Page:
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The Political Economy of ‘Empowerability’: A Critical Discourse Analysis of the ‘Gender Equality as Smart Economics’ Policy Agenda

Calkin, Sydney (2014) The Political Economy of ‘Empowerability’: A Critical Discourse Analysis of the ‘Gender Equality as Smart Economics’ Policy Agenda. PhD thesis, University of York.

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Abstract

Gender equality initiatives in international development are increasingly dominated by messages about the ‘Smart Economics’ of empowerment and the economic benefits of capitalizing on women’s ‘untapped’ labour power. Which women are represented as most ‘empowerable’ in gender and development discourses, and what structures and processes shape them? This thesis interrogates how women are made visible as development objects by empowerment discourses; to this end, it develops the concept of ‘empowerability’ to critically analyze the discursive terrain of the ‘Smart Economics’ agenda. It uses critical discourse analysis of policy documents, publicity material, and public statements (supplemented by interviews) to examine the World Bank’s 2012 World Development Report, Global Private Sector Leaders Forum, Adolescent Girl Initiative, and Nike Foundation’s Girl Effect campaign. I develop the ‘empowerability’ framework by providing a feminist reading of Foucault’s critique of human capital, in order to map the relationship between bodies, subjectivities, and empowerment interventions. In the empirical chapters that follow, I apply this framework. With reference to the 2012 World Development Report, I demonstrate that empowerment discourses rely on highly exclusionary categories in order to identify ‘empowerable’ subjects, which reproduce essentialist tropes about maternal altruism as an engine for economic growth. They furthermore represent women as altruistic but irrational, non-market actors who require responsibilization through job and life skills training. Drawing on analysis of Bank public-private partnerships, my analysis shows that the narrative of empowerment that emerges from ‘Smart Economics’ literature works to legitimize corporate authority in the development process and position corporations as the actors best place to catalyze the empowerment process. The ‘empowerability’ framework shows that the dominant mode of empowerment deployed in ‘Smart Economics’ policy engenders a development discourse that is highly exclusionary and produces a restrictive neoliberal conception of the bodies and subjectivities who ‘matter’ for development.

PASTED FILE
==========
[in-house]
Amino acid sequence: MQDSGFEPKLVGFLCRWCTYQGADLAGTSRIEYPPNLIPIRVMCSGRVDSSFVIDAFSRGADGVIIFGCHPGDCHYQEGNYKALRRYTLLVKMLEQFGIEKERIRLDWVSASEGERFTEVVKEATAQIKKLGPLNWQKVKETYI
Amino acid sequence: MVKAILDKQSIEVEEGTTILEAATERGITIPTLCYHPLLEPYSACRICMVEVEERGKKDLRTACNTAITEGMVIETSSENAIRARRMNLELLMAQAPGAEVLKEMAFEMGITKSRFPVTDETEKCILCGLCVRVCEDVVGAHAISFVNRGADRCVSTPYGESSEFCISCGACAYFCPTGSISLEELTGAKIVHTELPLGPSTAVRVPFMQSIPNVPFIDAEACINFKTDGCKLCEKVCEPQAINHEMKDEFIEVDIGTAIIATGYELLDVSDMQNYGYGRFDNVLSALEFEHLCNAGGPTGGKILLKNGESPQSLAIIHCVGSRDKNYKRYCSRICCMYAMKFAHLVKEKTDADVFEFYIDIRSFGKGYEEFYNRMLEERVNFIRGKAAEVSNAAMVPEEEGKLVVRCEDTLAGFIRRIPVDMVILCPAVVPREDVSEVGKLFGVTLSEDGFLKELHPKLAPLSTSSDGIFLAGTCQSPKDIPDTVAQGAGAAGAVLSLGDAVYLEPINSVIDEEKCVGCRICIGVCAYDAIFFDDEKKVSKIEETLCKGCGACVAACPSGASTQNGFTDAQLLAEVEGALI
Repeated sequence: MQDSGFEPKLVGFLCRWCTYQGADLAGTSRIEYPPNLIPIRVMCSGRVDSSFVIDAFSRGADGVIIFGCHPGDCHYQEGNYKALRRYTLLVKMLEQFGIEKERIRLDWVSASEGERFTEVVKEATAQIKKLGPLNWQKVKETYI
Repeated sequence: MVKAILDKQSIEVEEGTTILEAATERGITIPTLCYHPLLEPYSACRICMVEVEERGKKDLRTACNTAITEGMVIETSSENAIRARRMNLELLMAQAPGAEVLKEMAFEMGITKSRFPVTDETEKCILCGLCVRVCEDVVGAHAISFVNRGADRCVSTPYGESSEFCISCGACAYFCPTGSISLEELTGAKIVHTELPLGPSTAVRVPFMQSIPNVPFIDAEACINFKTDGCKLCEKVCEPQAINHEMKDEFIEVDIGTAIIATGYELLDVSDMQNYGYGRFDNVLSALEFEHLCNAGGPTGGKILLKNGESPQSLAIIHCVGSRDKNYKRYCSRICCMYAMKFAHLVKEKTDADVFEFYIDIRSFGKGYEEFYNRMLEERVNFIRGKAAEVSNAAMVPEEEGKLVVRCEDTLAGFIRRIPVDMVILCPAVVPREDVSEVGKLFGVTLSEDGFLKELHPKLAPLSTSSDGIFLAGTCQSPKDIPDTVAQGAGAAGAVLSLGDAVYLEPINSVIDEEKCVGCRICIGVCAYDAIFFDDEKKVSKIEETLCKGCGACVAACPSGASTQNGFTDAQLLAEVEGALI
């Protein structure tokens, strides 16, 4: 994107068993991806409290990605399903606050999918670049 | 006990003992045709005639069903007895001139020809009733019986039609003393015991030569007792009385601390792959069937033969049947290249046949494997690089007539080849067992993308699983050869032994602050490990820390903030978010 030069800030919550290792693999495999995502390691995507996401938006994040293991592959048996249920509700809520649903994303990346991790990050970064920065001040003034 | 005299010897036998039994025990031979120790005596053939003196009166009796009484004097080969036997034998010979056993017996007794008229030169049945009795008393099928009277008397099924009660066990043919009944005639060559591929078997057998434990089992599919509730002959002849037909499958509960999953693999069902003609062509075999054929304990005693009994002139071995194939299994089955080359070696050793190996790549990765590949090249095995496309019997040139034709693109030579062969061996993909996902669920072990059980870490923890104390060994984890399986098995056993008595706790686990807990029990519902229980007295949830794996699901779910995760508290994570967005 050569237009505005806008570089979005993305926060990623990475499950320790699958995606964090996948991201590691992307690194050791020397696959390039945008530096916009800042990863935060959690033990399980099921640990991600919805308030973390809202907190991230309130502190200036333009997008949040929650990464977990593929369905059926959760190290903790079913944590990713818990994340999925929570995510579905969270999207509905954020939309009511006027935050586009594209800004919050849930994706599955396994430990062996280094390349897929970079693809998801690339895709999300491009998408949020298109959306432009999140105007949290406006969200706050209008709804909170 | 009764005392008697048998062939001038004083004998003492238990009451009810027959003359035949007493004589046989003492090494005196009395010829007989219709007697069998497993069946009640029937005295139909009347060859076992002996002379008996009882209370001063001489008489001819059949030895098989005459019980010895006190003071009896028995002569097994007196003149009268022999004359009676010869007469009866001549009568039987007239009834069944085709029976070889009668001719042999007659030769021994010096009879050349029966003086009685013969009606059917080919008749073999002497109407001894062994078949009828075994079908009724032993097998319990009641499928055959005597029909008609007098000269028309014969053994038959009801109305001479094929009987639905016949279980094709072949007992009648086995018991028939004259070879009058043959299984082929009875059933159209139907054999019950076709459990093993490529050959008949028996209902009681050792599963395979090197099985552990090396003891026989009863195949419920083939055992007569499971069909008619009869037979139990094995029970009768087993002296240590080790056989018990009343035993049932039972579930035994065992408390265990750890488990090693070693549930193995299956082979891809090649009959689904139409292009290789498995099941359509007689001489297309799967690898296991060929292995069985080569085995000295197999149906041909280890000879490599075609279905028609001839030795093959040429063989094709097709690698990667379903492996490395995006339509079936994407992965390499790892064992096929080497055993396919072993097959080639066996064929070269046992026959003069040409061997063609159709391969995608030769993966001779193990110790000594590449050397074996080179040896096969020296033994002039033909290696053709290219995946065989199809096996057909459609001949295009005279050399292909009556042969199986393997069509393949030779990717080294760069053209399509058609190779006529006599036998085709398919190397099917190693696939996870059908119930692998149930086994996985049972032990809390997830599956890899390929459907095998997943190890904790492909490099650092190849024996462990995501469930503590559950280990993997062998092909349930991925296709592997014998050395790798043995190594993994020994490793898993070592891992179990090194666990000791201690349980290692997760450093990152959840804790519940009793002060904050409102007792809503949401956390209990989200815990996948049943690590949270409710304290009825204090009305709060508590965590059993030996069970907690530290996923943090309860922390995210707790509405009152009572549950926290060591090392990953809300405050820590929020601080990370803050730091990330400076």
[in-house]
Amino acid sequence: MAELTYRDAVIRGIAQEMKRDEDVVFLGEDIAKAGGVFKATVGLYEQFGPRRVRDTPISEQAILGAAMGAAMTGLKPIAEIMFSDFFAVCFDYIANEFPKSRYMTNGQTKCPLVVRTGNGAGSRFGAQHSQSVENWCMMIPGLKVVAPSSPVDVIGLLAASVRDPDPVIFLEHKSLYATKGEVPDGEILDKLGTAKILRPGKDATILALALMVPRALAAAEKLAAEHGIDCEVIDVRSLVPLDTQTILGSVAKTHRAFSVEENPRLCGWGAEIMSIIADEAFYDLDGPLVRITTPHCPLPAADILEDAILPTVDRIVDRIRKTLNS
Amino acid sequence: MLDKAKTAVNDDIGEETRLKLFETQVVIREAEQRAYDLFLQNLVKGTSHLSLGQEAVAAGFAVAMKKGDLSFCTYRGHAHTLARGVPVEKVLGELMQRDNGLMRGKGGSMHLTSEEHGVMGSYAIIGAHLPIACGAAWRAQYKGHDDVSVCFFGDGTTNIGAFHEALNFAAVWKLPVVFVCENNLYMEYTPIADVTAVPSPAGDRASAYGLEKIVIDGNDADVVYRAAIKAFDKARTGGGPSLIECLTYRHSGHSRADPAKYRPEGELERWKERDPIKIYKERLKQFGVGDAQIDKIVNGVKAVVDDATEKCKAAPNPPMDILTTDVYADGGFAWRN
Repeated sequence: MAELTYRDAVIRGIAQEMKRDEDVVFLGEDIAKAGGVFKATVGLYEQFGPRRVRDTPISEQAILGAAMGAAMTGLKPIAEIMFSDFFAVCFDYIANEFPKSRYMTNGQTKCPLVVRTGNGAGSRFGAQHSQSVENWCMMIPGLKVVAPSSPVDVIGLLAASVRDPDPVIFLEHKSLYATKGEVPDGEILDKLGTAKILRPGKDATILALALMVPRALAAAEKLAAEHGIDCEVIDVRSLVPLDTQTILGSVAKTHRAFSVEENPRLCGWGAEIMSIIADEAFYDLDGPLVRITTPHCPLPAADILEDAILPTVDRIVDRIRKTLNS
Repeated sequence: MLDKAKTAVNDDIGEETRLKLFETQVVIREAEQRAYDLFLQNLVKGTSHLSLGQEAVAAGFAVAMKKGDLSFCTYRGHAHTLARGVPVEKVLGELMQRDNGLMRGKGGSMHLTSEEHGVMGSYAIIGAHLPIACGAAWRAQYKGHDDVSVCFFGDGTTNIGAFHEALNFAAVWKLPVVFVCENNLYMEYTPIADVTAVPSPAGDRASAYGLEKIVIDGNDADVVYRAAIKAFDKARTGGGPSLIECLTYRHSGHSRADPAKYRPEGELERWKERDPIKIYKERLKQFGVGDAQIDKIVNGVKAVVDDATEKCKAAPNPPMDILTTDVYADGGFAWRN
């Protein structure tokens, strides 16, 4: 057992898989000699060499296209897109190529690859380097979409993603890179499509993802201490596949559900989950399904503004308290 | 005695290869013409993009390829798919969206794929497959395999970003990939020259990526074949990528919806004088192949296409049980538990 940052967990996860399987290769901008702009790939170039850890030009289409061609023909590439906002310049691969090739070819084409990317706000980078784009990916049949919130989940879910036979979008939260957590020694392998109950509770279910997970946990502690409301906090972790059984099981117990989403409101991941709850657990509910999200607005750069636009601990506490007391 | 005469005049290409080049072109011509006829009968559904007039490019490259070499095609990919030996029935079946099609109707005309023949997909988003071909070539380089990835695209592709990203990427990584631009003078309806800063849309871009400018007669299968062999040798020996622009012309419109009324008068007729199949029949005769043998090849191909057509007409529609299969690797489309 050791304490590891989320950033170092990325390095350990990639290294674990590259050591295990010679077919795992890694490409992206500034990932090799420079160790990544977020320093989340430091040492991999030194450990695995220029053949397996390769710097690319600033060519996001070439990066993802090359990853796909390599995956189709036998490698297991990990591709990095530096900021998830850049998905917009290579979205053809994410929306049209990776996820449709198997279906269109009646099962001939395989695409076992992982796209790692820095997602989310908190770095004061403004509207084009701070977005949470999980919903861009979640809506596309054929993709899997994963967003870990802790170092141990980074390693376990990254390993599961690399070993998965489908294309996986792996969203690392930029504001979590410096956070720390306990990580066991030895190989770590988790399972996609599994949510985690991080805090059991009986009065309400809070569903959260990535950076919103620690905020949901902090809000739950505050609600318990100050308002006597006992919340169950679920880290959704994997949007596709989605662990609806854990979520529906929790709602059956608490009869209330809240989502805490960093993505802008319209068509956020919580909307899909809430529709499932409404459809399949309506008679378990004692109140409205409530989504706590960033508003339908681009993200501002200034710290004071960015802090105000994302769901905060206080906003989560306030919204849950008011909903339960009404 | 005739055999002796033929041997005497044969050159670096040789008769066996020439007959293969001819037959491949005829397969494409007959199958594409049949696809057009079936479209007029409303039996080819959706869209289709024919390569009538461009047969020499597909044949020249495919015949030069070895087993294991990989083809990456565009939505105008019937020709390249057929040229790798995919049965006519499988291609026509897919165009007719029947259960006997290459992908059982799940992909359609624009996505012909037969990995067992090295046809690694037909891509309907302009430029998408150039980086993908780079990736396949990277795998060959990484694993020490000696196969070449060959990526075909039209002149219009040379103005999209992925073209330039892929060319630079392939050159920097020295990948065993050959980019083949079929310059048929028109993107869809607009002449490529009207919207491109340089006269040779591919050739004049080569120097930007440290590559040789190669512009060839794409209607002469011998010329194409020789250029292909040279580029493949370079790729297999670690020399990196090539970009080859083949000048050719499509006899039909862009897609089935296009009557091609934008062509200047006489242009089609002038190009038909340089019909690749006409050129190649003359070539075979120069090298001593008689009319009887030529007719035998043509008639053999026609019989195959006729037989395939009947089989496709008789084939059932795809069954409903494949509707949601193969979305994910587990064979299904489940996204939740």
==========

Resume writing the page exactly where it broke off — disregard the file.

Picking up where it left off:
Item Type: Thesis (PhD)
Keywords: Feminist Political Economy; Gender and Development; World Bank; Gender Equality as Smart Economics
Academic Units: The University of York > Politics (York)
Depositing User: Dr Sydney Calkin
Date Deposited: 07 Jan 2015 13:12
Last Modified: 01 Nov 2016 01:18
URI: http://etheses.whiterose.ac.uk/id/eprint/7529

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